‘Benghazi Bergen-Belsen’ tells unfamiliar Holocaust tale

‘Benghazi Bergen-Belsen’ tells unfamiliar Holocaust tale

Lily Leah Azrielant, as Rebecca, cradles Veracity Butcher as Silvana Hajaj, in “Benghazi Bergen-Belsen.” (Jonathan Slaff)
Lily Leah Azrielant, as Rebecca, cradles Veracity Butcher as Silvana Hajaj, in “Benghazi Bergen-Belsen.” (Jonathan Slaff)

The theatrical adaptation of Israeli writer Yossi Sucary’s prize-winning novel grew out of a perverse reality.

In the foundational narrative of Israeli life, the Shoah is viewed as a European phenomenon. That is understandable, since the great majority of its victims were the Jews of Europe. Here is where Israel’s political and social divisions come in. Instead of feeling fortunate to have mostly escaped that terrible fate, Mizrahi Jews believe the Ashkenazi elite deliberately left them out of the nation’s essential story; that it is yet another example of the many ways Middle Eastern Jews were marginalized and disrespected when they arrived in Israel.

Loosely basing his novel on his Libyan grandparents’ evacuation first to Italy and then to Bergen-Belsen in Germany, Sucary brought to light the suffering of the Libyan Jewish community, which led to that group being included in Israel’s official Holocaust remembrance. The education ministry now has added the book to the Holocaust studies unit in the high school curriculum. The novel won the 2016 Brenner Prize awarded by the Hebrew Writers Association.

Now at La MaMa on East Fourth Street, “Benghazi Bergen-Belsen” presents the story of Silvana Hajaj, the daughter of a wealthy Libyan construction magnate, and her journey with her family from Benghazi, Libya, to a castle in Italy, and then to the concentration camp at Bergen-Belsen. The story is framed by the loving friendship between Silvana and another prisoner, Rebecca. Nazi guards have locked the two young women in a shed after Rebecca was caught stealing water to give to Silvana. The women have one hour to decide which one will be shot for the infraction. Rebecca urges Silvana to tell her the story while they await their fate.

Simple in the extreme, Gian Marco Lo Forte’s set design effectively invokes the various scenes, ranging from the beach at Benghazi to the bitter cold boat to Italy, in the large brick-walled basement space at La MaMa. The lighting, the costumes, and the music also work well without being overly specific. The scenes move back and forth in time as Silvana tells her story, and while the expressionistic format works to convey emotion, it’s less efficient at presenting information to an audience unfamiliar with the history of World War II in North Africa. The play’s multiplicity of languages — English, German, Arabic, and Italian — adds somewhat to the confusion. Director/producer Michal Gamily provides translation for most of the foreign phrases while she also moves parts of the set and lights around.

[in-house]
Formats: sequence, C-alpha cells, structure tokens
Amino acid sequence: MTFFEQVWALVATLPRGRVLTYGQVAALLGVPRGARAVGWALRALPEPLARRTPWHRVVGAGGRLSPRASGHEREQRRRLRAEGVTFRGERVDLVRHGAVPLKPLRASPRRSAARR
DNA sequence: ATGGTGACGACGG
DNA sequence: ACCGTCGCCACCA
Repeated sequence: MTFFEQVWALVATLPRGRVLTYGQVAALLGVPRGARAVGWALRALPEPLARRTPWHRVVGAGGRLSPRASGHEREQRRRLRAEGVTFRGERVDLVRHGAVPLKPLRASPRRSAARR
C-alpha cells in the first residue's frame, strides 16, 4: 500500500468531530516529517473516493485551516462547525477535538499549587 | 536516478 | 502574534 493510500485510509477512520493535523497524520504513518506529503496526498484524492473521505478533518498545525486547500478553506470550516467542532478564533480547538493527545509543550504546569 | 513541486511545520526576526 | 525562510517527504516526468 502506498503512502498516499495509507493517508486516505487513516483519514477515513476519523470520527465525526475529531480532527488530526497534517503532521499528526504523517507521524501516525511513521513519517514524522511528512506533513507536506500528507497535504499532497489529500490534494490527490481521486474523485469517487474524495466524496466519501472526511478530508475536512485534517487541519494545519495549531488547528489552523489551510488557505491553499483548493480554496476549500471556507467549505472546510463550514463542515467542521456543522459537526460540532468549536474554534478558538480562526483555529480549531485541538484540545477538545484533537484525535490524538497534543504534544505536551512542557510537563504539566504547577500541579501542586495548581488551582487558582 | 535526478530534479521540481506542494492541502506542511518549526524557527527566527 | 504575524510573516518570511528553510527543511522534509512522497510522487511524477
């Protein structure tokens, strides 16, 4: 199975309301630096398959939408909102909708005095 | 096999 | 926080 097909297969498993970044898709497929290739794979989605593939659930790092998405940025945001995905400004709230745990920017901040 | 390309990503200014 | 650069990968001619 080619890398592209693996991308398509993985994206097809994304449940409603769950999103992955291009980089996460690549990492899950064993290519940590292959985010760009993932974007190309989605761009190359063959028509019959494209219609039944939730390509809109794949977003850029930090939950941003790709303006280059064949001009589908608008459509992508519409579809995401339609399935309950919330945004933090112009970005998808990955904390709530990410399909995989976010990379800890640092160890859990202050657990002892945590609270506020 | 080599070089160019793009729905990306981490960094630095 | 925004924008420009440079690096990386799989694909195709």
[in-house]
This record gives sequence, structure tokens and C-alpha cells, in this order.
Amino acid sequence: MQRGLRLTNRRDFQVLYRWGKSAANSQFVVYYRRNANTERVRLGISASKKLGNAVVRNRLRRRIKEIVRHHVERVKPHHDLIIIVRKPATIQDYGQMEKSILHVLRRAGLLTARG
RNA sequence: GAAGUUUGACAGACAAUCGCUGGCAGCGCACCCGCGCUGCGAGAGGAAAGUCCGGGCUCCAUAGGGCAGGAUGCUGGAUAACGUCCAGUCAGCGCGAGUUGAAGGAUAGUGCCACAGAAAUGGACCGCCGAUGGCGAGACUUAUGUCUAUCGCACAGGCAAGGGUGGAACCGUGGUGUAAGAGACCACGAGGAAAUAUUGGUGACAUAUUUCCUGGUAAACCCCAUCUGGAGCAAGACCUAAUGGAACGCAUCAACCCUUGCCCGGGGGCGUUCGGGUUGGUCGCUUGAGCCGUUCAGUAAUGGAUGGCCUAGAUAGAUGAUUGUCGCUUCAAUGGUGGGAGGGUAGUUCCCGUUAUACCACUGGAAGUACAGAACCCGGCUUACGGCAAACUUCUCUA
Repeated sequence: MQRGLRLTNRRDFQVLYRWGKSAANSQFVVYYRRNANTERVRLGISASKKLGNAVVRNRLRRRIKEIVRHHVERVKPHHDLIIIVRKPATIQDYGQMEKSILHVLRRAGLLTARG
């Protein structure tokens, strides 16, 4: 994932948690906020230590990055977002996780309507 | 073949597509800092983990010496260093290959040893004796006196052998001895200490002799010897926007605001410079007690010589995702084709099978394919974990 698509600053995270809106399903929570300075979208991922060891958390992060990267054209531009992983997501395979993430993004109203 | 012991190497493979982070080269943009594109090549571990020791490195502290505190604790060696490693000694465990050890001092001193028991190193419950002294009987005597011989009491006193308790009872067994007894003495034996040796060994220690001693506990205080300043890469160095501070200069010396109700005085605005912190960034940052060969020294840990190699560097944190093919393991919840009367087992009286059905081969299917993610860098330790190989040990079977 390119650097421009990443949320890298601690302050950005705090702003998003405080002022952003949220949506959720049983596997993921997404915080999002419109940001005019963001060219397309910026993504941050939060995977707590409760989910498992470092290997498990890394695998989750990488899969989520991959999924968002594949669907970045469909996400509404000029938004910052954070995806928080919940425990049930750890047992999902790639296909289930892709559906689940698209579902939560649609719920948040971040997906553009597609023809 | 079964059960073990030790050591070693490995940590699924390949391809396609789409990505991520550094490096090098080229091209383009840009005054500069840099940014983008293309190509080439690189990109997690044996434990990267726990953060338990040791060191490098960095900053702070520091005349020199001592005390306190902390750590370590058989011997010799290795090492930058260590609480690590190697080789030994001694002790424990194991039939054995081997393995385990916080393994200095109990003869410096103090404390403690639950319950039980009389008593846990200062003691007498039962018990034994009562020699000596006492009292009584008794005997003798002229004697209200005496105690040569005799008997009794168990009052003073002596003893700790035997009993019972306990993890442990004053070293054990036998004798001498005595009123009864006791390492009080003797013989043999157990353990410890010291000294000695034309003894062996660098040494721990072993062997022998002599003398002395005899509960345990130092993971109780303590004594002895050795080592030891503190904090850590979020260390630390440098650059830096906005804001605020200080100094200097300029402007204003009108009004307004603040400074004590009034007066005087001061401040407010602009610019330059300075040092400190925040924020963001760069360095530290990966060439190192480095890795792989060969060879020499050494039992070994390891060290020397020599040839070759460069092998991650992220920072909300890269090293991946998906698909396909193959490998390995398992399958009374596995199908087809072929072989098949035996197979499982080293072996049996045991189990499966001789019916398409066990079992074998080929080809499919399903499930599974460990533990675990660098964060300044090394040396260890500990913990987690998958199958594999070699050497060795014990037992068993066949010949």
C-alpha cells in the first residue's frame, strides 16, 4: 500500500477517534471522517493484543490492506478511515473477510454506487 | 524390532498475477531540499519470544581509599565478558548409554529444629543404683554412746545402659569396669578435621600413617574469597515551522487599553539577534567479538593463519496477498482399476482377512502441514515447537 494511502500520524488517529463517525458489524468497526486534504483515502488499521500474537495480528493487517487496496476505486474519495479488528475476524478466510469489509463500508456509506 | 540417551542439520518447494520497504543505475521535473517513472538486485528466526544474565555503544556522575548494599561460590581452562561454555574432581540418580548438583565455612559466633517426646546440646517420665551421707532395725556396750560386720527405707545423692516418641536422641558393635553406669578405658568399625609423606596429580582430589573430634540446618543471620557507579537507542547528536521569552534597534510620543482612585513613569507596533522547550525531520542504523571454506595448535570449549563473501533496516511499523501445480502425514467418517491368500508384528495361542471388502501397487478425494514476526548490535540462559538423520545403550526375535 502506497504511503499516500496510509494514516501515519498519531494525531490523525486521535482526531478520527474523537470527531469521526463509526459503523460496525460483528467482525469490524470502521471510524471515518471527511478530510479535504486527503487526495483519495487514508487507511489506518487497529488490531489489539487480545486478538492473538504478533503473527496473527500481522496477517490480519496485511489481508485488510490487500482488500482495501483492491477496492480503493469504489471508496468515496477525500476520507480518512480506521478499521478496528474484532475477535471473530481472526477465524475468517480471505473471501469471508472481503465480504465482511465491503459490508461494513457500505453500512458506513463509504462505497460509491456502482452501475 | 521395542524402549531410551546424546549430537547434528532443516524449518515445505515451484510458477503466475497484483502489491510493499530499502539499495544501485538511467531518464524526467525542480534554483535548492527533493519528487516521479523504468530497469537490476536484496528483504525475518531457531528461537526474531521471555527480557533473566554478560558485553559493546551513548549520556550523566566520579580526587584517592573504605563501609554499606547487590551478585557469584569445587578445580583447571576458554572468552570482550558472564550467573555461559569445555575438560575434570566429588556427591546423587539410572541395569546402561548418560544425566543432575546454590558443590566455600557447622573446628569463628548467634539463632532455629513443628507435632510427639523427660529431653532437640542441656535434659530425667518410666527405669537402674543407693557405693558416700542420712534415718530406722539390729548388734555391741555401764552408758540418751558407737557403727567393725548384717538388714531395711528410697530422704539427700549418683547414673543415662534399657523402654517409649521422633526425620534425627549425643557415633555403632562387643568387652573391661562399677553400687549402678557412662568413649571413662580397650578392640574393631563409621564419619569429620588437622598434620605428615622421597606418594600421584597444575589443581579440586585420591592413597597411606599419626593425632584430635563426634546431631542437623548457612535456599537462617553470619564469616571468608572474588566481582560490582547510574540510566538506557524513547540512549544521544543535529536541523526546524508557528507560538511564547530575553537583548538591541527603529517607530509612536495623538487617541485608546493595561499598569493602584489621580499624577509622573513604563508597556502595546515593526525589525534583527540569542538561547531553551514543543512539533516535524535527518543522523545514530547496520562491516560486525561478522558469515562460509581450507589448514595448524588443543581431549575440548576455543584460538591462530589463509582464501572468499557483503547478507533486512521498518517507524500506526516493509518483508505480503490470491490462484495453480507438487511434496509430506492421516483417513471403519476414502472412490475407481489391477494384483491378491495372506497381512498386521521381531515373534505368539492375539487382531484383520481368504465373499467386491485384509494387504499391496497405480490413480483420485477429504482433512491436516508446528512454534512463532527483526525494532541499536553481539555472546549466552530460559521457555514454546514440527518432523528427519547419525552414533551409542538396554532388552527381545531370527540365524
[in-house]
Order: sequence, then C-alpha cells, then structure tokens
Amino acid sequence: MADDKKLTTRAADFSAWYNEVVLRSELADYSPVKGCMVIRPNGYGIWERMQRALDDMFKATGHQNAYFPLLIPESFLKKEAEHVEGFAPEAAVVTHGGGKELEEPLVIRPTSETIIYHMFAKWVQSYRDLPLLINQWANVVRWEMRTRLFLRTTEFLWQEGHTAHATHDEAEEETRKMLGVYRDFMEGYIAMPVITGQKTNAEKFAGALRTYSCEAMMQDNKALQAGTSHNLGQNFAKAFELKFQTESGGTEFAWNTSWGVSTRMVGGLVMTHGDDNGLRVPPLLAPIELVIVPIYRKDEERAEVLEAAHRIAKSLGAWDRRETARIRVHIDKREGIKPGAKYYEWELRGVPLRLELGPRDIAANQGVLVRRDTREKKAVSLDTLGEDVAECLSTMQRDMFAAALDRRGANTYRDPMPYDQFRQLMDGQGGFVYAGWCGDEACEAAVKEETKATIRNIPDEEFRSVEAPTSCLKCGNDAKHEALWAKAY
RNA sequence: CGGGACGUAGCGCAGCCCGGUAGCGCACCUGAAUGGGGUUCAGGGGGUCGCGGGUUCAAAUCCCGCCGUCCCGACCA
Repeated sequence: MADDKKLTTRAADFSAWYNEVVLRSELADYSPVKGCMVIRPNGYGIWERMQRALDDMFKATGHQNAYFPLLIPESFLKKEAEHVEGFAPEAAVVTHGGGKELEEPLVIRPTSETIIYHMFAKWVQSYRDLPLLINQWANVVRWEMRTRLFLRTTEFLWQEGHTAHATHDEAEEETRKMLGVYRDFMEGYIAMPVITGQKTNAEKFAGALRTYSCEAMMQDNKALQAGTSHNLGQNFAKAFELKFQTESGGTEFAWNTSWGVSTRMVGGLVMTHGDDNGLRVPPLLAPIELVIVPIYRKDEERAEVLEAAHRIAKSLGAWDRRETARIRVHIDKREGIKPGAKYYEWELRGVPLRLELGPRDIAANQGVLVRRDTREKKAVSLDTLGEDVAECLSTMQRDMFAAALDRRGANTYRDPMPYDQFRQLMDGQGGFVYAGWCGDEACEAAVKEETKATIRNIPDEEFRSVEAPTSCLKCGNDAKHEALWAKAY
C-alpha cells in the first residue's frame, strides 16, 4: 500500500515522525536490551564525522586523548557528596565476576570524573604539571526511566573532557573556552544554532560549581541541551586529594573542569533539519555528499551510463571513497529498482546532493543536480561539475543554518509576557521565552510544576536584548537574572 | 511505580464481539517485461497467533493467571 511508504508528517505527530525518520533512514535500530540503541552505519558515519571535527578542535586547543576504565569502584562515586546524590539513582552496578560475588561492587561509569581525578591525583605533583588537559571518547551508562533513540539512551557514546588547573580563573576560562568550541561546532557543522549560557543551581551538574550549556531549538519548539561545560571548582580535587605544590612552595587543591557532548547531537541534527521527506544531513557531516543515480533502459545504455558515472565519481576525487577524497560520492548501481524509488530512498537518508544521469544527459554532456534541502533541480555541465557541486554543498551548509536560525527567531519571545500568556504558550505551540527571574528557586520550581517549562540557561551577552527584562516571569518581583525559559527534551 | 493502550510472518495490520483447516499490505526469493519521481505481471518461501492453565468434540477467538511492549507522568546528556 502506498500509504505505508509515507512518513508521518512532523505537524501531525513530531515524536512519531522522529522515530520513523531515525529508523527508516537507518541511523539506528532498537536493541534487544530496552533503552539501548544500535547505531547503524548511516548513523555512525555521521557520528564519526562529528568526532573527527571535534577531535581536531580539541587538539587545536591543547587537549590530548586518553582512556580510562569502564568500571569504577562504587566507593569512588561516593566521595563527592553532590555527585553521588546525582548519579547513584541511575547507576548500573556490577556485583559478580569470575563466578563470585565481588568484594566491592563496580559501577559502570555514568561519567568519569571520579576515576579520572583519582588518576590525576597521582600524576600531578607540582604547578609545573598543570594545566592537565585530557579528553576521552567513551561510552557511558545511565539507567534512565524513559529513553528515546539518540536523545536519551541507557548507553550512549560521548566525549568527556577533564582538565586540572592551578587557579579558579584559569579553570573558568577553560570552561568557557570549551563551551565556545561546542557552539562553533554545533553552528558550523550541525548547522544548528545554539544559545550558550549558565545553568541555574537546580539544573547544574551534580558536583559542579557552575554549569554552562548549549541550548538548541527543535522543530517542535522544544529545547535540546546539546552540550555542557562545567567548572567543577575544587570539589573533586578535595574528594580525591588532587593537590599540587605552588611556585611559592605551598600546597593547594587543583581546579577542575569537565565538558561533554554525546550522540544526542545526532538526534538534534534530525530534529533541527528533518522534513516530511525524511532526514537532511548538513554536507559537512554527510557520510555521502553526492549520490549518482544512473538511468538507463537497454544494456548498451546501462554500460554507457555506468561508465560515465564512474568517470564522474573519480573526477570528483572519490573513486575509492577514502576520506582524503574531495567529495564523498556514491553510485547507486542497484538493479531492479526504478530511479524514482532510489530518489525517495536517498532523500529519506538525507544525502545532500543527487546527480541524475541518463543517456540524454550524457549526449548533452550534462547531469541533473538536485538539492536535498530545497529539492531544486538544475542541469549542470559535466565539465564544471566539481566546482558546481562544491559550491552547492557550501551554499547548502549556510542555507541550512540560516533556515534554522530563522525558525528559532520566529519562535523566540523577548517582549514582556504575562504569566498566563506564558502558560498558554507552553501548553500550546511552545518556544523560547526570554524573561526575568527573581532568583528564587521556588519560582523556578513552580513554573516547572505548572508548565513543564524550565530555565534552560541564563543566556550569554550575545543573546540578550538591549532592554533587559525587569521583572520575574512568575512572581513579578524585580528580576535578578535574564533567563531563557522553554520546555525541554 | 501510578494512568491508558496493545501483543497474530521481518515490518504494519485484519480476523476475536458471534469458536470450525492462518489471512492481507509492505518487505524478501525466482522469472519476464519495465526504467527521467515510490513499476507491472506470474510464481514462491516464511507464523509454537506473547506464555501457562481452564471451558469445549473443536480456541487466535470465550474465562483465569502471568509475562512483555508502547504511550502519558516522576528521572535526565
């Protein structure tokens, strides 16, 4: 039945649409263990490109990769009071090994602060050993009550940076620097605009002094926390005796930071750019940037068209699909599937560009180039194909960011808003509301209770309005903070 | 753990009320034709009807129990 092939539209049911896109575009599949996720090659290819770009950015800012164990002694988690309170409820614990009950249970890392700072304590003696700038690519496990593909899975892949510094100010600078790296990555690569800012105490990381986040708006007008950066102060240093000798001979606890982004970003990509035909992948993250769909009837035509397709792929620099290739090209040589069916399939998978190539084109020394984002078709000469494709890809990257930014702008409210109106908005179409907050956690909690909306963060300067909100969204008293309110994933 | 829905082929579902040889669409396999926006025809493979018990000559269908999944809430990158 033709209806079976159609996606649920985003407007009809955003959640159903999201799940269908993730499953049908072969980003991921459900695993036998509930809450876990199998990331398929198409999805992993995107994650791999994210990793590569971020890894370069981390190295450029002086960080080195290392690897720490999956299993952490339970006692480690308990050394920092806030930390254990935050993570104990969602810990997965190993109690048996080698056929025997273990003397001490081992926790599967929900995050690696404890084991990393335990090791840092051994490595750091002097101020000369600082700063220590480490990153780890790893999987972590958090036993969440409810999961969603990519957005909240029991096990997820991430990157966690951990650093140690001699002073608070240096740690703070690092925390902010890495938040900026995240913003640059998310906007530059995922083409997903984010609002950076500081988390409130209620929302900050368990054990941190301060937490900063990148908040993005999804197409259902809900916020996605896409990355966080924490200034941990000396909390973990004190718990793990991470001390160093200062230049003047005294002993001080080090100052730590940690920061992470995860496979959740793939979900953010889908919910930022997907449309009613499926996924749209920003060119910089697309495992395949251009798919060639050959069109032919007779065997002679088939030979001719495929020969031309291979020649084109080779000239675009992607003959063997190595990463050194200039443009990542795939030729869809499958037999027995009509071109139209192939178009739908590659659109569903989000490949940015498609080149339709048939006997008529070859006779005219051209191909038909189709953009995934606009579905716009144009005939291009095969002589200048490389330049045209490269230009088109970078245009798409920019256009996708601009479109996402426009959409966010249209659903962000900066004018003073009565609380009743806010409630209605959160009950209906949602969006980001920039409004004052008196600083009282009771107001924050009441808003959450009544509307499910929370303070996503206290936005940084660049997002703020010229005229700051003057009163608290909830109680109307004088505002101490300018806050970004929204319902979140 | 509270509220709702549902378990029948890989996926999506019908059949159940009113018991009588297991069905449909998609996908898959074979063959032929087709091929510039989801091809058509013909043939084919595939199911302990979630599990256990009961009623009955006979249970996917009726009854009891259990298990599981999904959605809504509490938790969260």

Aside from the introduction of what happened to Libyan Jews — news to me — the most interesting aspect of “Benghazi Bergen-Belsen” is playwright Lahav Timor’s emphasis on sexuality. Sex is almost entirely missing from Holocaust memoirs and artistic narratives. I don’t mean sex in the romantic sense, but sex as a commodity, something that can be bartered or sold. We know that sex is always a commodity in desperate times; it’s often the only thing available of value to people trying to survive. That makes Timor’s lack of prudishness more striking. Silvana first falls for a British Jewish soldier in Benghazi, aiming for some sexual experience before heaven-knows-what happens, and then uses her seductiveness to get blankets from an Italian to keep her family warm on the journey. In Bergen-Belsen, it’s clear that Rebecca is in love with Silvana, and that Silvana responds to her warmth and affection.

The international cast seems somewhat constrained by all the movement on the floor, but manages to convey the play’s themes of displacement and terror. At 65 minutes, “Benghazi Bergen-Belsen” doesn’t have the time to dig into character, but it’s a valuable introduction to a historical event that is likely to be unknown to most people.

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